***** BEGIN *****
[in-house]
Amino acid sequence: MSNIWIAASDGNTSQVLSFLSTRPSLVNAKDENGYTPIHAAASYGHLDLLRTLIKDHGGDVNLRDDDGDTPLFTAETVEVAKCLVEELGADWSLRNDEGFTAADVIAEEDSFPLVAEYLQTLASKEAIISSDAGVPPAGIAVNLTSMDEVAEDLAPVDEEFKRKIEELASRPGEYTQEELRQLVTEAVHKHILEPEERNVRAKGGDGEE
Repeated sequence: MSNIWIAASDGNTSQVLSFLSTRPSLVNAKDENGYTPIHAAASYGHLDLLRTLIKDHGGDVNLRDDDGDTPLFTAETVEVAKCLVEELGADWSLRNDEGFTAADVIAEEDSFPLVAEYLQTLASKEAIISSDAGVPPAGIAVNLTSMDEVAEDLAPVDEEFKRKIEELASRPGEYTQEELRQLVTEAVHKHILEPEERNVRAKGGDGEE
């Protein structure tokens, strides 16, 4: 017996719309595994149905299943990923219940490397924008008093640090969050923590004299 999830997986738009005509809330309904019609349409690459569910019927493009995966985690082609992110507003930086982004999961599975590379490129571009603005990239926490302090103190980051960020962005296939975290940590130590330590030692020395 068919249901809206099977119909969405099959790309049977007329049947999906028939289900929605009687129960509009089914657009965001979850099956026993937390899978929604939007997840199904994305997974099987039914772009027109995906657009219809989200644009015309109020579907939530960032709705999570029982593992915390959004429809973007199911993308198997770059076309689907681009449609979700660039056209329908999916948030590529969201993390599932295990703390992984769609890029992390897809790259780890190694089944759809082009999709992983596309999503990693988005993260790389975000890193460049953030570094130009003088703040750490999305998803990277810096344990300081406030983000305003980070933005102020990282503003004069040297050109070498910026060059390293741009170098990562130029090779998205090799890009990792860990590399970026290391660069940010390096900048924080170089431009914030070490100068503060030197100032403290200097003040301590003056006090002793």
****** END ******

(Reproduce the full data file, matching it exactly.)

[in-house]
Amino acid sequence: MSNIWIAASDGNTSQVLSFLSTRPSLVNAKDENGYTPIHAAASYGHLDLLRTLIKDHGGDVNLRDDDGDTPLFTAETVEVAKCLVEELGADWSLRNDEGFTAADVIAEEDSFPLVAEYLQTLASKEAIISSDAGVPPAGIAVNLTSMDEVAEDLAPVDEEFKRKIEELASRPGEYTQEELRQLVTEAVHKHILEPEERNVRAKGGDGEE
Repeated sequence: MSNIWIAASDGNTSQVLSFLSTRPSLVNAKDENGYTPIHAAASYGHLDLLRTLIKDHGGDVNLRDDDGDTPLFTAETVEVAKCLVEELGADWSLRNDEGFTAADVIAEEDSFPLVAEYLQTLASKEAIISSDAGVPPAGIAVNLTSMDEVAEDLAPVDEEFKRKIEELASRPGEYTQEELRQLVTEAVHKHILEPEERNVRAKGGDGEE
């Protein structure tokens, strides 16, 4: 017996719309595994149905299943990923219940490397924008008093640090969050923590004299 999830997986738009005509809330309904019609349409690459569910019927493009995966985690082609992110507003930086982004999961599975590379490129571009603005990239926490302090103190980051960020962005296939975290940590130590330590030692020395 068919249901809206099977119909969405099959790309049977007329049947999906028939289900929605009687129960509009089914657009965001979850099956026993937390899978929604939007997840199904994305997974099987039914772009027109995906657009219809989200644009015309109020579907939530960032709705999570029982593992915390959004429809973007199911993308198997770059076309689907681009449609979700660039056209329908999916948030590529969201993390599932295990703390992984769609890029992390897809790259780890190694089944759809082009999709992983596309999503990693988005993260790389975000890193460049953030570094130009003088703040750490999305998803990277810096344990300081406030983000305003980070933005102020990282503003004069040297050109070498910026060059390293741009170098990562130029090779998205090799890009990792860990590399970026290391660069940010390096900048924080170089431009914030070490100068503060030197100032403290200097003040301590003056006090002793």